Last night I found Strata [official site] – a puzzle game about layering ribbons on top of each other and thought I would share it. It’s cute and smart and pretty as well as challenging.
It’s not a new game but I thought I should share it with you as we haven’t written about it before I don’t think so here goes!
I found Strata because I was looking for a puzzle game to distract me from my unhealthy relationship with Hexcells. I love games which are based around logic which is how I have racked up hundreds of hours on various Picross-type games. It’s what attracts me to Nurikabe and Sudoku and it’s what led me to Hexcells.
Hexcells gives you information which you use to work out which hexagons to fill in and which to make blank on a grid. I have all three Hexcells and I’ve been trying to work out if a couple of the puzzles involve a tiny bit of guesswork or if I am missing a step.
As a result I’ve run each puzzle multiple times checking for logical leaps and then I started doing little speed runs of them. Unfortunately my memory is largely visual and so I started to remember where the various filled in cells are and it kept getting in the way of checking so I was just replaying them. And then there’s infinite mode…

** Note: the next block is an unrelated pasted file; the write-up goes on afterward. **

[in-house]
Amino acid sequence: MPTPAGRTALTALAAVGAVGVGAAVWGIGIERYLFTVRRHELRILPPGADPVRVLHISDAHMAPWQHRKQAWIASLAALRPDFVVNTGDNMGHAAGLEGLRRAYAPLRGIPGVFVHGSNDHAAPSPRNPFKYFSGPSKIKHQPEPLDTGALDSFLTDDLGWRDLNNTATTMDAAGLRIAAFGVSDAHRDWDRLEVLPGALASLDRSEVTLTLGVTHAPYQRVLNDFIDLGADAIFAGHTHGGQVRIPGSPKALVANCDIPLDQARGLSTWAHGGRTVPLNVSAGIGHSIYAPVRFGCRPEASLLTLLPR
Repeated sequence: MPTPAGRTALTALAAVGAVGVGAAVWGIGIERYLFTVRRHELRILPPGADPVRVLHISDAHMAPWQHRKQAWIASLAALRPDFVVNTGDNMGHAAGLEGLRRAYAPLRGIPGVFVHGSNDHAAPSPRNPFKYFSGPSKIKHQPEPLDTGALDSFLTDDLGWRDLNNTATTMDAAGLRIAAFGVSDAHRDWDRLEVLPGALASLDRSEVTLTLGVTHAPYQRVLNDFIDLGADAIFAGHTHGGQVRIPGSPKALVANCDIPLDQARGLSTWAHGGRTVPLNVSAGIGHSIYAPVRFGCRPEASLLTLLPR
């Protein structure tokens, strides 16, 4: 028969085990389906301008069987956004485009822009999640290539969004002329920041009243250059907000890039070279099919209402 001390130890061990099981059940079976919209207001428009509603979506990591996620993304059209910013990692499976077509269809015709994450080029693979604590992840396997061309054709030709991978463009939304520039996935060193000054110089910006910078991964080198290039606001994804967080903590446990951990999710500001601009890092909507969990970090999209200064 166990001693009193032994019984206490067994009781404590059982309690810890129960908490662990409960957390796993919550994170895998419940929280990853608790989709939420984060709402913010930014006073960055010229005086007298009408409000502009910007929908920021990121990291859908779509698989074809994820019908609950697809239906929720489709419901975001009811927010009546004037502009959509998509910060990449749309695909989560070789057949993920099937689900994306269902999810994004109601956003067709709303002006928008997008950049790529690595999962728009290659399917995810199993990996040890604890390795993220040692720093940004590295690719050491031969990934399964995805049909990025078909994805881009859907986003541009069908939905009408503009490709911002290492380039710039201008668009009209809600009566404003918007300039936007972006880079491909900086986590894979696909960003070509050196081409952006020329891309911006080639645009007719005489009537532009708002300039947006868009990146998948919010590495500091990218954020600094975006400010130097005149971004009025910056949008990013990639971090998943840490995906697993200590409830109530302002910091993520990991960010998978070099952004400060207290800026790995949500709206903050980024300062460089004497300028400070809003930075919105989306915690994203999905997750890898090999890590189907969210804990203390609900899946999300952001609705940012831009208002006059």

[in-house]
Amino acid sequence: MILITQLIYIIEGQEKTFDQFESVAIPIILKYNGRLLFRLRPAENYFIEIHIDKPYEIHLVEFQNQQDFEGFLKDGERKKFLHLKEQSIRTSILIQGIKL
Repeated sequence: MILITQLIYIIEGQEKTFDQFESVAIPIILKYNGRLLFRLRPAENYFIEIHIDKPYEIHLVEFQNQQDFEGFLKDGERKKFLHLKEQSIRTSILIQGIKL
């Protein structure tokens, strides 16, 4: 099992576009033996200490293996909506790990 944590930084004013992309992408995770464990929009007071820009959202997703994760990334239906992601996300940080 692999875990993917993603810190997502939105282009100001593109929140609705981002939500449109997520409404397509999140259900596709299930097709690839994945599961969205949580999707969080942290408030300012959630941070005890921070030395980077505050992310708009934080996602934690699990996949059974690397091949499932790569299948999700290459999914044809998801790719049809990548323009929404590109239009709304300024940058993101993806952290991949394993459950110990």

45 hours in it was time for something new.
Strata is a game about layering ribbons, as I said. What happens is you get given a grid of squares. Some are marked a particular colour. You have to lay ribbons over the grid in such a way that the top ribbon on a particular grid square matches the colour of the square.
If you get stuck you can get hints that tell you which colour ribbons go in particular rows or the order you need to place ribbons. That’s important because, if you haven’t guessed from the name, the whole game is structured around how the layering works.
I’m maybe an hour in and I do find it charming. The sets of puzzles seem to have a slightly odd progression in terms of difficulty because I think they’re sort of themed around different ribbon colours so you’ll go from something a bit tricky at the end of one section to something really simple just in different colours at the start of the next.
The thing I really like is that you have to think in terms of 3D spatial logic instead of the 2D that the rest of the logic puzzlers I play involve. The chimes as you fill in the grid are a lovely touch too (it has that in common with Hexcells too).
It started off as a mobile game so it’s available on iOS and Android as well as via Steam.